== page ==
GHAT, Libya – Rahma was delivering at home when complications arose: obstructed labour, internal bleeding and low haemoglobin levels.
The 18-year-old, a migrant from Niger, was rushed to a mobile health unit in Ghat, where after undergoing a Caesarean section and blood transfusion, she gave birth to a healthy baby boy she named Ahmed.
“I feared for the life of my child more than my own but thankfully we both were saved,” Rahma said. “The medical staff and facilities have been saving many lives especially from our migrant and refugee communities.”
Bolstering a challenged health system
Armed conflict, protracted instability and the COVID-19 pandemic have increased pressure on maternal and reproductive health services – already in short supply – disproportionately impacting the lives of women and girls. In remote areas like Ghat, in the western part of the country near the Algerian border, services are even harder to access.
Since 2018, UNFPA and its partners have deployed mobile health units throughout the country, consisting of a medical team leader, two specialized obstetricians/gynaecologists, two paediatricians, an anaesthesiologist, a general doctor and two midwives who work on a two-month rotation basis at various health facilities.
These teams provide essential maternal and newborn health services including basic and comprehensive obstetric and newborn care, family planning and medical case management for gender-based violence survivors, as well as general consultation and first aid.
“Our health system has relied heavily on foreign health workers in the past to ensure accessibility of health services including sexual and reproductive health,” said Fathi Abouras, deputy head of mobile medical convoys at the Ministry of Health. “However, political instability and the fragile security situation has caused a major dearth of manpower. UNFPA has provided tremendous support for expanding health coverage.”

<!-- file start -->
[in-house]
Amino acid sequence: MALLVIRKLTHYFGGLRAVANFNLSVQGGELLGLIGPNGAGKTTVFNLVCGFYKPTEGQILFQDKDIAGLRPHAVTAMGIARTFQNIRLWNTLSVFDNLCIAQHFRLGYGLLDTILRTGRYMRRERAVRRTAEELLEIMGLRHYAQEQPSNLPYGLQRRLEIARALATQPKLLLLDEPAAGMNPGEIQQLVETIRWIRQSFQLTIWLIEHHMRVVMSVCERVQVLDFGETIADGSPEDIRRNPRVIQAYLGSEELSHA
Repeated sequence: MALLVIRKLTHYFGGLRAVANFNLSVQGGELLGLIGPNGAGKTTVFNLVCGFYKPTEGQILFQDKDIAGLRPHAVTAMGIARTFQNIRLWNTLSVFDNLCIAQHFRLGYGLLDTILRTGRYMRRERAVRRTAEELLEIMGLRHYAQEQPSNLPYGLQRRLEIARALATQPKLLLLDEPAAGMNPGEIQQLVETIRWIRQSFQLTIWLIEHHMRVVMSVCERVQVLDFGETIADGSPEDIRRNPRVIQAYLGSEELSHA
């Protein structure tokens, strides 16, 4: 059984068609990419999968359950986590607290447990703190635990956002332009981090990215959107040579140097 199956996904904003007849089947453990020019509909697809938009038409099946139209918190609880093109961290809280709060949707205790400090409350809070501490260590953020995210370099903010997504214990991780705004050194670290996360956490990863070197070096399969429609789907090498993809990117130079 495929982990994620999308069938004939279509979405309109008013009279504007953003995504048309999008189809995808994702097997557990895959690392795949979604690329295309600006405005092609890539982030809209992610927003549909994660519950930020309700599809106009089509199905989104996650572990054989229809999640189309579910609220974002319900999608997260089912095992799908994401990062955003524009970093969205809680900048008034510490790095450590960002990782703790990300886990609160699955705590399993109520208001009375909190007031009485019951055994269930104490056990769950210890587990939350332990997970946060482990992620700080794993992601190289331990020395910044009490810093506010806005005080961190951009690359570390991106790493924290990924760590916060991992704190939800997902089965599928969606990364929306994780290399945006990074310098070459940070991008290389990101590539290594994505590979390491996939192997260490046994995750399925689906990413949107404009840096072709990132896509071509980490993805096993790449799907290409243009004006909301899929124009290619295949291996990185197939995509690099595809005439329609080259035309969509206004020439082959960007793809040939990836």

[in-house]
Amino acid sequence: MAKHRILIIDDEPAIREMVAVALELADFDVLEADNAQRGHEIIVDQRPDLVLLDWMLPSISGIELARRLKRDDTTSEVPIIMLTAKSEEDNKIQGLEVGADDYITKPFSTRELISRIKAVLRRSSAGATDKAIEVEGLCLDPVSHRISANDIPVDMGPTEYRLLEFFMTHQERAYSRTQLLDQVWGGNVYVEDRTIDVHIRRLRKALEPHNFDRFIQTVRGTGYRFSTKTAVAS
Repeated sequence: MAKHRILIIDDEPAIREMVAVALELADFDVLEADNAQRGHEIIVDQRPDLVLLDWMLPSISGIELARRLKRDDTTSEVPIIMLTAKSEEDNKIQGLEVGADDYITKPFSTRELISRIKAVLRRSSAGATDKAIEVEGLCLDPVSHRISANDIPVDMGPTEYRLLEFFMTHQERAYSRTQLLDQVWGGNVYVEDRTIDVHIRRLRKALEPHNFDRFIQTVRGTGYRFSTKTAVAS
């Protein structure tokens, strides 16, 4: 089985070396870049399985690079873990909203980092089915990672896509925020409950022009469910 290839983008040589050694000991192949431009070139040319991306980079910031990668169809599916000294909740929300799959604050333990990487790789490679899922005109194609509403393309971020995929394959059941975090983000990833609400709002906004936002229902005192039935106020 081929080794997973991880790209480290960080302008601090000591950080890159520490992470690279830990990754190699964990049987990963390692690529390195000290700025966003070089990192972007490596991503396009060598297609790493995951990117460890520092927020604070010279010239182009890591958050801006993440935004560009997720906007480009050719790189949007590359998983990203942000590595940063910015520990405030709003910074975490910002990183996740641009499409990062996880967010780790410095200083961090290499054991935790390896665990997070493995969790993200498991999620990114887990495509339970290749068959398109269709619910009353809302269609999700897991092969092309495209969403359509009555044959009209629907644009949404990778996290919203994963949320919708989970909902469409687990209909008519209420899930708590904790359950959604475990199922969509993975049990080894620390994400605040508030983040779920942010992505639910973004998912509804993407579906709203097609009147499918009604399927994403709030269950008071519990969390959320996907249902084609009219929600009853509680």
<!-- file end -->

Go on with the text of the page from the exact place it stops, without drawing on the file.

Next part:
Reaching more people with more services
Medical assistance through mobile health units and greater access to skilled birth attendants have helped reduce neonatal mortality rates in Libya in recent years.
In the past three years, more than 25,000 women and girls have benefited from sexual and reproductive health services and more than 100,000 households have been reached with sexual and reproductive health promotion and awareness activities. The European Union’s Africa Trust Fund is funding mobile health units in Tripoli, Sabha and Benghazi while the Government of Japan is supporting units in Ghat and Um-al-Araneb cities.
Amid the pandemic, UNFPA-supported health facilities have played a significant role in maintaining essential sexual, reproductive and maternal and mental health services, which are not available in almost 90 per cent of the primary health-care facilities in the country. The mobile health units are also providing awareness on COVID-19 and family planning services unavailable at other facilities.
“In 2021, over 10,000 people were reached through our health services. Still, more than 1.3 million people out of a total population of 6.9 million lack access to basic health care. A large proportion of health facilities are not functional or lack supplies or human resources. We need to scale up our efforts before the situation deteriorates further,” said Asr Toson, UNFPA’s representative in Libya. “We would request partners and donor institutions to come join hands with us in our pursuit to achieve a safer future for Libya and its people.”
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